Labour to force bank break-ups

Canary Wharf

Ed Miliband will on Friday commit that a Labour government would create two new large banks to challenge the existing big banks.

It would instruct the soon-to-be created Competition and Markets Authority to devise the exact way to create these banks.

Labour officials have told me that it would expect the new challenger banks to each have at least 6% of the personal current account market - which was a criterion used by the Independent Banking Commission for an effective competitor.

These officials acknowledged this would entail the break up of the UK's largest retail banks, including Lloyds and Royal Bank of Scotland.

They accepted that the uncertainty about the future structure of the two banks could blow up any attempt to privatise RBS before the election, or to sell any more of taxpayers' shares in Lloyds before it is clear who will form the next government.

'Too much power'

It would be very difficult to value either bank before it is known whether the break up would happen - which is why privatisation would be jeopardised.

Labour's plans could also lead to the forced sale of branches by Barclays and HSBC.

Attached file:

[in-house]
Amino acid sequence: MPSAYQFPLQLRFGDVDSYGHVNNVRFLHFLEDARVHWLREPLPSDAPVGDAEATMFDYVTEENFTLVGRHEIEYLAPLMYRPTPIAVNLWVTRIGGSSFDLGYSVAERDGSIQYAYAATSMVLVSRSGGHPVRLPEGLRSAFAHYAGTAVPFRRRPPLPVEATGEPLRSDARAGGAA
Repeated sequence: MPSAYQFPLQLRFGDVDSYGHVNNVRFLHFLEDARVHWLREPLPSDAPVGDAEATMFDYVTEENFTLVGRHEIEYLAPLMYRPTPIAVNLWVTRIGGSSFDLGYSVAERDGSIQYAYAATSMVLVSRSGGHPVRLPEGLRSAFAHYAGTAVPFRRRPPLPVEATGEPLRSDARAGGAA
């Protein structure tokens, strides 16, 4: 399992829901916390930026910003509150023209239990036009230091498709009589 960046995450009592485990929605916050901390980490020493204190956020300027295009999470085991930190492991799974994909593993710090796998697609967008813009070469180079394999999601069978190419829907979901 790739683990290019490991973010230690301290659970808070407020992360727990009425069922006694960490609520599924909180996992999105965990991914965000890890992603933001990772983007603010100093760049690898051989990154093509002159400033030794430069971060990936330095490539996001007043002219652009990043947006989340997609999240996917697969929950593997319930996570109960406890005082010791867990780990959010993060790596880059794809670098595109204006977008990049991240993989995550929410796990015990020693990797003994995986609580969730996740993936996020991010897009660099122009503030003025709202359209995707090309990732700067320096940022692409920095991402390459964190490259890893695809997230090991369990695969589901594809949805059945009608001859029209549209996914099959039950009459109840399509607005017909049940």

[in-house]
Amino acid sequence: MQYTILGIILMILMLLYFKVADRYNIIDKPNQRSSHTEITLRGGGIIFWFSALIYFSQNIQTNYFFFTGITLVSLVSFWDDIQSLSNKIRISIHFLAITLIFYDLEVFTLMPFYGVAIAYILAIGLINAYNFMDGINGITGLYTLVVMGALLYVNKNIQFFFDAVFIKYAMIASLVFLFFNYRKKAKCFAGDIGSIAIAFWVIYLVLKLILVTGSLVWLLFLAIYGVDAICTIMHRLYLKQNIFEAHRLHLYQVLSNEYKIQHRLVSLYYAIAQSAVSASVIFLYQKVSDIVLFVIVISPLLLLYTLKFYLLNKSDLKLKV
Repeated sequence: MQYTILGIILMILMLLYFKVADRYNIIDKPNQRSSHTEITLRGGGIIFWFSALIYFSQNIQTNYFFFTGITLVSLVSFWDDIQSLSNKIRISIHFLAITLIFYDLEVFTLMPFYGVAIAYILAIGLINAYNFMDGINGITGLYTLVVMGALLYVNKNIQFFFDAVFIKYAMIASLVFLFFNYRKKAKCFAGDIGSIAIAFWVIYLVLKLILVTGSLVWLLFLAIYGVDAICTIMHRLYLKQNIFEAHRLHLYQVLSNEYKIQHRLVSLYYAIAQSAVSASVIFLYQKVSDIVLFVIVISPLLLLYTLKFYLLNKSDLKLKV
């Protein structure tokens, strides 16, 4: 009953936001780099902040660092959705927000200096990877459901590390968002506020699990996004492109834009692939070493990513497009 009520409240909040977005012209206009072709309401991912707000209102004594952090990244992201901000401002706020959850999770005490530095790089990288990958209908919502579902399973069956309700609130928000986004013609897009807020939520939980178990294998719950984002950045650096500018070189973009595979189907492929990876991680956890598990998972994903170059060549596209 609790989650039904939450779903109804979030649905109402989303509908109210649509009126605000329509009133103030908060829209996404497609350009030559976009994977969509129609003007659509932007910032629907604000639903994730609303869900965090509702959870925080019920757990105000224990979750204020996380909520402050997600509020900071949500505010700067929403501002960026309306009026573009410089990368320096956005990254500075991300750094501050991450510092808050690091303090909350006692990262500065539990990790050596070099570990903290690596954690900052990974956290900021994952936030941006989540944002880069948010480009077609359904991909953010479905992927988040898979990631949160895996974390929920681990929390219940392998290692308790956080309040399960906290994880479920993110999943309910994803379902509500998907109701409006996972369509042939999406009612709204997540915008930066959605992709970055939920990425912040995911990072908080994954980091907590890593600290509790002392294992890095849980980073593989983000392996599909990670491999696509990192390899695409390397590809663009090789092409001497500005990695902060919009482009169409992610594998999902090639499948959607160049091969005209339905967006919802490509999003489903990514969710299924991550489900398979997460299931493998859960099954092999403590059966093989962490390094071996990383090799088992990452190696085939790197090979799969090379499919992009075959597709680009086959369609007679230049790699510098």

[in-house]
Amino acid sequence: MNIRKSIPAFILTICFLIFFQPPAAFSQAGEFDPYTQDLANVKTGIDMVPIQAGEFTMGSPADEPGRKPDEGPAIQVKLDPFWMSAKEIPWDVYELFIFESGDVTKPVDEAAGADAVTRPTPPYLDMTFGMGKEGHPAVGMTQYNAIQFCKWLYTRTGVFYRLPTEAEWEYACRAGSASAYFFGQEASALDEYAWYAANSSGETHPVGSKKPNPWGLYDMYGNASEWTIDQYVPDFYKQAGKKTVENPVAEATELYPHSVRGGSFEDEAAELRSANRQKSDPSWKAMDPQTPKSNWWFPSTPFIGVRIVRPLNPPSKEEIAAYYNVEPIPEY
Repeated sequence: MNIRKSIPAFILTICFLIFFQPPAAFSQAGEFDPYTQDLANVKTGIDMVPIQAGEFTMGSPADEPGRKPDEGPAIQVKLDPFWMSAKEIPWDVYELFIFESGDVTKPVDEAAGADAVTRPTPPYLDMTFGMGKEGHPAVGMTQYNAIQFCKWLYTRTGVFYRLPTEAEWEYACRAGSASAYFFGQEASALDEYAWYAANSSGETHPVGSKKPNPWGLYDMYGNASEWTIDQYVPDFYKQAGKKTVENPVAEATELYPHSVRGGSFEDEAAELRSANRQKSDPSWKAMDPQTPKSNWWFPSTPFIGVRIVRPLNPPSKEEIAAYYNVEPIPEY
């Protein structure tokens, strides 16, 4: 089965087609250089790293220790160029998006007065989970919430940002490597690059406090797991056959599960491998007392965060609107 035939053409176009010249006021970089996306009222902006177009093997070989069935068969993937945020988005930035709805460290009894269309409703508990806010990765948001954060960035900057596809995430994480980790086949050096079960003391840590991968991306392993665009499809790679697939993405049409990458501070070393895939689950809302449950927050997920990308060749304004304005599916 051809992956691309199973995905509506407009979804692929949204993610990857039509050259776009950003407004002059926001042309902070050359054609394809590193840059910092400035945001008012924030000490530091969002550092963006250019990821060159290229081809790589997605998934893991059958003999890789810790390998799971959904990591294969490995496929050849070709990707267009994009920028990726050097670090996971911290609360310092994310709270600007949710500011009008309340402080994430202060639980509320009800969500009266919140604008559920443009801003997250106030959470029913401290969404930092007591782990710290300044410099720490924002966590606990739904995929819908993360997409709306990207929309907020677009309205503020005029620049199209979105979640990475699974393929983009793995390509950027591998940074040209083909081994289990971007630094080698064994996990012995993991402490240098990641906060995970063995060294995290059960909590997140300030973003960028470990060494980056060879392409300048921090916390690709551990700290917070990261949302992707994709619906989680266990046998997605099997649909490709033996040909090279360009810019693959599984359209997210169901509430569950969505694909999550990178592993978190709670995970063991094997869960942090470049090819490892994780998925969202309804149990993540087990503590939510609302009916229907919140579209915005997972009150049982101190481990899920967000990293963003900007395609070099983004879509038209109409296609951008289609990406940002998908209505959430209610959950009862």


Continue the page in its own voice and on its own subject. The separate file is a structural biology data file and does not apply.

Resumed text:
The plans are therefore likely to lead to falls in the share prices of big banks on Friday.

Extracts of a speech to be given by Labour's leader tomorrow say that "we have to get to the root of the decades-long problem in British banking: too much power concentrated in too few hands.

"Britain has one of the most concentrated banking systems in the world, with just four banks controlling 85% of small business lending."

To tackle the alleged excessive market power of banks, he will pledge that a Labour government would instruct the Competition and Markets Authority (CMA) to rule on:

1) How many "additional branches the big banks will need to sell off".

2) "The timetable for the divestment of branches beginning within six months of the report and completed within a five year maximum parliament".

3) A new maximum threshold for market shares which would trigger future CMA investigations if banks grow above that size - and an automatic ban on any takeover that created a bank bigger than the threshold.

Or to put it another way, Miliband will pledge that big banks cannot get any bigger.


Bankers have said to me this would lead to what they call a perverse outcome, that as they approached the maximum size they would dump customers they deemed low quality or loss-making.

It is unclear whether these customers would be able to bank elsewhere.

Labour added that the CMA will be instructed to forge the new rules and order the branch disposals based on three criteria:

1) The creation of "at least" two new challenger banks "with significant market shares".

2) Improvements in the price and quantity of lending to small businesses.

3) Improved service for all customers.

On Wednesday, the governor of the Bank of England, Mark Carney, told the Treasury Select Committee that "just breaking up an institution doesn't necessarily create a more intensive competitive structure... It's not just about one aspect. You need to look at the entire business model and risk profile."

Robert Peston, economics editor Article written by Robert Peston Robert Peston Economics editor

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